Subject: Re: [boost] CMake and Boost Build tests
From: Florent Castelli (florent.castelli_at_[hidden])
Date: 2017-07-27 12:12:43
On 27/07/2017 10:24, Edward Diener via Boost wrote:
> On 7/27/2017 1:12 AM, Robert Ramey via Boost wrote:
>> On 7/26/17 7:28 PM, Edward Diener via Boost wrote:
>>> But the case I brought up is that there is no "build' of the
>>> library, since it is header only, but the library needs to execute
>>> its tests using CMake. That appears to me to be different from your
>> Well, there is the safe numerics library which has CMake tests and is
>> header only. It's much simpler than the serialization library.
>> You'll find a few CMakeLists.txt files in different places like
>> include/example/test etc. Not that much unlike bjam where one has
>> jam files in test, example, etc.
>>> So you are saying that even when their is no actual library to be
>>> built, as is the case with a header only library, you still specify
>>> a CMakeLists.txt file as if you were building a library ?
>> yep - just like for bjam you specify a jam file in the test
>> directory, for CMake you specifiy a CMakeLists.txt file in the test
> Great, thanks !
>>>> This is a serious short coming of CMake. Given this it's a mystery
>>>> that CMake has been successful. But then then look at all the
>>>> competition it's ever worse!!! To addressed this, I wrote a walk
>>>> through in the boost library inclubator to help library developers
>>>> get started with CMake. It uses on the safe numerics library CMake
>>>> as an example. This example/narrative addresses only header-only
>>> Would you please give a URL ?
>> I'm really disappointed you couldn't find this. It recently was
>> reviewed for inclusion in boost and accepted!
> You said you wrote a walk through in the boost library incubator and I
> asked for the URL of the walk through. You gave me a link to your safe
> numerics library on github. I have found
> http://blincubator.com/tools_cmak/. I will read this.
>>> Do you know if CMake has a way of setting usage requirements for all
>>> builds in a directory ? That is the effect of the project rule in
>>> Boost Build when running tests. It is very useful and means that you
>>> do not have to repeat a bunch of usage requirements for each and
>>> every test.
>> Right. Every build system has to address this problem.
>> In bjam I can make a "rule" which passes "usage requirements".
> You do not have to make a rule since the builtin "project" rule
> already does this for you.
>> In CMake I make a "function" which passes arguments.
> So CMake has no way built-in command to say "here are the usage
> requirements for every target in this directory" other than to have to
> write a "function" each time ? That seems a bit poor.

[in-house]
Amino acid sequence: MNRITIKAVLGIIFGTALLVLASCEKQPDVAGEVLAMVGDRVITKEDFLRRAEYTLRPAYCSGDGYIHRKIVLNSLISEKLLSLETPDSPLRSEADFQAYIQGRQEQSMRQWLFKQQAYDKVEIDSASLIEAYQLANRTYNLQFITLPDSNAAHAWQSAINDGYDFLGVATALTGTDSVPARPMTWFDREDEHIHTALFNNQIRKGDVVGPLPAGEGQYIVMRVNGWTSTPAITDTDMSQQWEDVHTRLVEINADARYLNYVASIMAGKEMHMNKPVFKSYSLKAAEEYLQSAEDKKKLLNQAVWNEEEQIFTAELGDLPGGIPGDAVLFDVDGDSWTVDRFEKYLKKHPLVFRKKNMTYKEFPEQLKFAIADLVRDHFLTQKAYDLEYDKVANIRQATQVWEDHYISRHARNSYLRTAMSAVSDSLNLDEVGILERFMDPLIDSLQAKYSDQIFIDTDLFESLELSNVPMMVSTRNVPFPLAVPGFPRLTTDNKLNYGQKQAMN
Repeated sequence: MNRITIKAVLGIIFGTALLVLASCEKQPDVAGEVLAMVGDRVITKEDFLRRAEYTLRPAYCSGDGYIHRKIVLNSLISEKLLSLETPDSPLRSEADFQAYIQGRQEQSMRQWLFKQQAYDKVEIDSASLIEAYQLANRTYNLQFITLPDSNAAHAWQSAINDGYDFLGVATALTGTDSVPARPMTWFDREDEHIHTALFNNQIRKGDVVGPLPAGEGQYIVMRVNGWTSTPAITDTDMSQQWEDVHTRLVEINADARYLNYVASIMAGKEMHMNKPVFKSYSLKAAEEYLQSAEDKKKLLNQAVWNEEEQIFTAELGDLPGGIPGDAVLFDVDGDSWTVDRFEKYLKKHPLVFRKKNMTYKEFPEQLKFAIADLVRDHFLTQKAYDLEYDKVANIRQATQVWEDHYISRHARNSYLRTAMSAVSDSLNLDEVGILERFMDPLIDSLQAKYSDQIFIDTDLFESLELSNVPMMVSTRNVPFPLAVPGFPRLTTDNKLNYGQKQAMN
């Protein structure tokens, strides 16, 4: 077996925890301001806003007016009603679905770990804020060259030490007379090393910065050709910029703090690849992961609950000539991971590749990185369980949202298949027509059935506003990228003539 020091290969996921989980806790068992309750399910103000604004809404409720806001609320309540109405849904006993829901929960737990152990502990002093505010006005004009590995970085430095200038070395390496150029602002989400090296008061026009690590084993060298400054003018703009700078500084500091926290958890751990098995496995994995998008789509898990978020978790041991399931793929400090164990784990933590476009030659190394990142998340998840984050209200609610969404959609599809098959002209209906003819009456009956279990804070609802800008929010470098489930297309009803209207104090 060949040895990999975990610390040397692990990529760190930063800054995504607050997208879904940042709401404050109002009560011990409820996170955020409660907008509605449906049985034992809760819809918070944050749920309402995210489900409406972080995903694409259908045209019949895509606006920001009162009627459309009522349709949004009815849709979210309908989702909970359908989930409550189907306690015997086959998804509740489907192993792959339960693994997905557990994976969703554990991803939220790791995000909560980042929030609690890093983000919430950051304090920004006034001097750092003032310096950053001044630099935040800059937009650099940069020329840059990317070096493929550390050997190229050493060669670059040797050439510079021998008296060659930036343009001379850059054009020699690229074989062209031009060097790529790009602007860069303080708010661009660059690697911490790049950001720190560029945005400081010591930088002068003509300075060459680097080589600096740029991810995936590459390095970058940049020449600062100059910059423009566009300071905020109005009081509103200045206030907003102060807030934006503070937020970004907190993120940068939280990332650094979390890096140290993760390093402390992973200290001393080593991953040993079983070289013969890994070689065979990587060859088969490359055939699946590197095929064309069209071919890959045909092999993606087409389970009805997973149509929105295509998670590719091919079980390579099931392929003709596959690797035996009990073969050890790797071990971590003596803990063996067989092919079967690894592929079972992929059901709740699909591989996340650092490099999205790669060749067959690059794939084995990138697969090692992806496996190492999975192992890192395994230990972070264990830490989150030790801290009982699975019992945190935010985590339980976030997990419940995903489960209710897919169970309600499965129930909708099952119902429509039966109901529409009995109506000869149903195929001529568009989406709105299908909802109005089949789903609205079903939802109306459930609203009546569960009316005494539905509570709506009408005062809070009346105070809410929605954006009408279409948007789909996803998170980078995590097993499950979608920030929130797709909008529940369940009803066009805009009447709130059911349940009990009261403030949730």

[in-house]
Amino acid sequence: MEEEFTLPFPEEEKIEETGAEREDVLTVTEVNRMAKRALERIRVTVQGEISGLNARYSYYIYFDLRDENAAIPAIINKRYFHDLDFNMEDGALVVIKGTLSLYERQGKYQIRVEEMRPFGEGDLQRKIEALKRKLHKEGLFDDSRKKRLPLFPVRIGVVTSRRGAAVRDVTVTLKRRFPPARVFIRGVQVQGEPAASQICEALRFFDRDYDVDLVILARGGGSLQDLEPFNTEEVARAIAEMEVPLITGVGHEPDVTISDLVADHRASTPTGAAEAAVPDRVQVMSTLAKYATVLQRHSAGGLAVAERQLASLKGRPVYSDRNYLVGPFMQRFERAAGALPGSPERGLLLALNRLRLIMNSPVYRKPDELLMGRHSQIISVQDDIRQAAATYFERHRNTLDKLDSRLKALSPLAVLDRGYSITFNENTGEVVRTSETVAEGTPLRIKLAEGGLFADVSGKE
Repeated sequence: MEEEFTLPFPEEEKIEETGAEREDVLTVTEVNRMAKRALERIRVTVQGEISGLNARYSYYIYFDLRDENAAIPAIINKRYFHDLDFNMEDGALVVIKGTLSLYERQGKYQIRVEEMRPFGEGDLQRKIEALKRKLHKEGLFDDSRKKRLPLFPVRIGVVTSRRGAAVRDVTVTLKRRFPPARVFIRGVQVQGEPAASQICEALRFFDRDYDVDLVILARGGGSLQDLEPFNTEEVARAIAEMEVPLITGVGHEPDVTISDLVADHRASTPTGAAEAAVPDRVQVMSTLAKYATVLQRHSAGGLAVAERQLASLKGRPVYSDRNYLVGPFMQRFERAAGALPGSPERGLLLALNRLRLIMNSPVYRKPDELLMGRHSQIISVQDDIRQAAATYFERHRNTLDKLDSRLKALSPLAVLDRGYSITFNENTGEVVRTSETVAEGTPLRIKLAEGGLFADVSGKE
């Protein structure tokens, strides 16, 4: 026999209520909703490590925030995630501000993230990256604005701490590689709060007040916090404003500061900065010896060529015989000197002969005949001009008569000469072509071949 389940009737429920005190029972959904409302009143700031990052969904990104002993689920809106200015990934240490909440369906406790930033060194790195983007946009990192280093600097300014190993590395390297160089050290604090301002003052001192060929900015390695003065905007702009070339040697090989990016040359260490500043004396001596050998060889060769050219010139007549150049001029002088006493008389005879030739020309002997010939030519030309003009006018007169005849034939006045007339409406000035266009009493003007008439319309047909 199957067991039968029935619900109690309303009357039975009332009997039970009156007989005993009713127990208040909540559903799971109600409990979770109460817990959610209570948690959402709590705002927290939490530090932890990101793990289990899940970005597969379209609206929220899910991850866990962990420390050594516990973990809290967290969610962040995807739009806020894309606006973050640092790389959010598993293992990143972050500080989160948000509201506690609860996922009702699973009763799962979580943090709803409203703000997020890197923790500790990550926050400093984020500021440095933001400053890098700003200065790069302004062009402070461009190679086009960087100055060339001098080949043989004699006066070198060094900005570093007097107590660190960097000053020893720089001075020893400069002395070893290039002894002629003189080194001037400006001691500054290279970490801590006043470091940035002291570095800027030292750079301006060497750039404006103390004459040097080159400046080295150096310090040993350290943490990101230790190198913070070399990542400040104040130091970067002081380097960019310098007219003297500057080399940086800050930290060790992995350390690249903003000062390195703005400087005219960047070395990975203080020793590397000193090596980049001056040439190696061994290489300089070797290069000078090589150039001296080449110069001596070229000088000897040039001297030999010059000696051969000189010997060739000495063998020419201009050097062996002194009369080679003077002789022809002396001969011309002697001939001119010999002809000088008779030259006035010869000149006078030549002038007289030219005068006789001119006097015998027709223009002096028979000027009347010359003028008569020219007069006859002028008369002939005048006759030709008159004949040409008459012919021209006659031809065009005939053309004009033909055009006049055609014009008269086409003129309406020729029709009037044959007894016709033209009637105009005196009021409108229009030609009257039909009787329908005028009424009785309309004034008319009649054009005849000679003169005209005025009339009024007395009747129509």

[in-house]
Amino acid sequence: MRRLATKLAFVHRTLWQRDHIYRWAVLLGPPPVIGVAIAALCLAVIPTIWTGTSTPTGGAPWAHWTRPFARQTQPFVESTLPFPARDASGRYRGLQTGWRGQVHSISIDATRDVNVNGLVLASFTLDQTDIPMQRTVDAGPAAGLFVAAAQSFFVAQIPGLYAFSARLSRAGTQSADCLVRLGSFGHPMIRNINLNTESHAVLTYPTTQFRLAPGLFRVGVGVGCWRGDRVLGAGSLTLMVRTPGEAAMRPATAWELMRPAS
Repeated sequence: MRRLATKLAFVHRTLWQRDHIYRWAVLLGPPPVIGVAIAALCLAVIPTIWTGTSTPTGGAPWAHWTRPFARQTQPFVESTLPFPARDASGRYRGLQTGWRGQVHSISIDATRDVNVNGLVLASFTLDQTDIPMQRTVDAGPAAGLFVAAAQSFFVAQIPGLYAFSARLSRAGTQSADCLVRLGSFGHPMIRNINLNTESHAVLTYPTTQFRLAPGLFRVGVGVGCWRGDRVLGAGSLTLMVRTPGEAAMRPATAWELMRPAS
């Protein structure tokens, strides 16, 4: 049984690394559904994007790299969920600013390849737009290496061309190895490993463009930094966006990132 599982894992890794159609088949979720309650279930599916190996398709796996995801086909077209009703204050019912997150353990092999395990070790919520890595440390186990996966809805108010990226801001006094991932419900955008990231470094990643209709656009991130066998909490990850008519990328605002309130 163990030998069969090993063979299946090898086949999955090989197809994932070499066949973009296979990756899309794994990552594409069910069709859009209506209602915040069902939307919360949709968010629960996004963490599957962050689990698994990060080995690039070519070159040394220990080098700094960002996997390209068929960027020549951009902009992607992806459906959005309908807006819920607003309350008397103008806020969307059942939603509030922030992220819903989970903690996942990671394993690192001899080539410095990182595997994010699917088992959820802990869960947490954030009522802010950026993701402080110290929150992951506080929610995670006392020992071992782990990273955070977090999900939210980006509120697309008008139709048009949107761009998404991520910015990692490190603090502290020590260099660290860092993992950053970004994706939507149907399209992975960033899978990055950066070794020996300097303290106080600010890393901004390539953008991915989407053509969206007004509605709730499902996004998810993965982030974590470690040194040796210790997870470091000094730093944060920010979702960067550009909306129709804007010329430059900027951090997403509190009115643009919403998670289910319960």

It does has some support for things like that, but it scales poorly.
What you can do instead is have a target with all the requirements you
want and link against it and they will bubble up.
Or you just use a function, which is not a bad thing, they can remove a
lot of boilerplate and make the intent clearer.
Would you write ASM all the time? No, you write high level C++. A build
system is no different.
>> Similar but different. For some reason every build system designer
>> seems to fancy himself a language designer and what we get is some
>> oddball/irregular "language" for describing the "build". When it
>> barely works the release and then start patching it up to so it can
>> be made to work. The result is what we have to today. An assortment
>> of build languages none of which are very good. This is addressed by
>> inventing a NEW build language which isn't really any better than the
>> one it's meant to replace. This happens again and again - this is
>> how we came to be where we are today.
>>> I will look at your serialization CMake code and I assume the other
>>> working example is for your Safe Numerics library, so I will look at
>>> that also. Thanks !
>> There are other examples already in boost - made by people who know
>> more about CMake than I do. (I hate wasting time on this kind of
>> stuff). Unfortunately, many of these examples seem to be more
>> elaborate than necessary and end up totally obscuring that which
>> starts out simple. Its a chronic programmer disease to start with
>> something understandable which works and then try to make it perfect
>> there by mucking it up. Hollywood plastic surgeries have the exact
>> same problem.
>>>> I've got a lot to say about this and I will be giving a
>>>> presentation on the subject at CPPCon 2017 for anyone who might be
>>>> interested. That is the both of you.
>>> I did not realize I was a split personality <g>.
>> Hmmmm - It didn't occur to me that you might be going to CPPCon. So
>> I guess I'll plan for three then.
> No I don't go to CPPCon but if you can get programmers to create
> better documentation by your talk there I am all for it.
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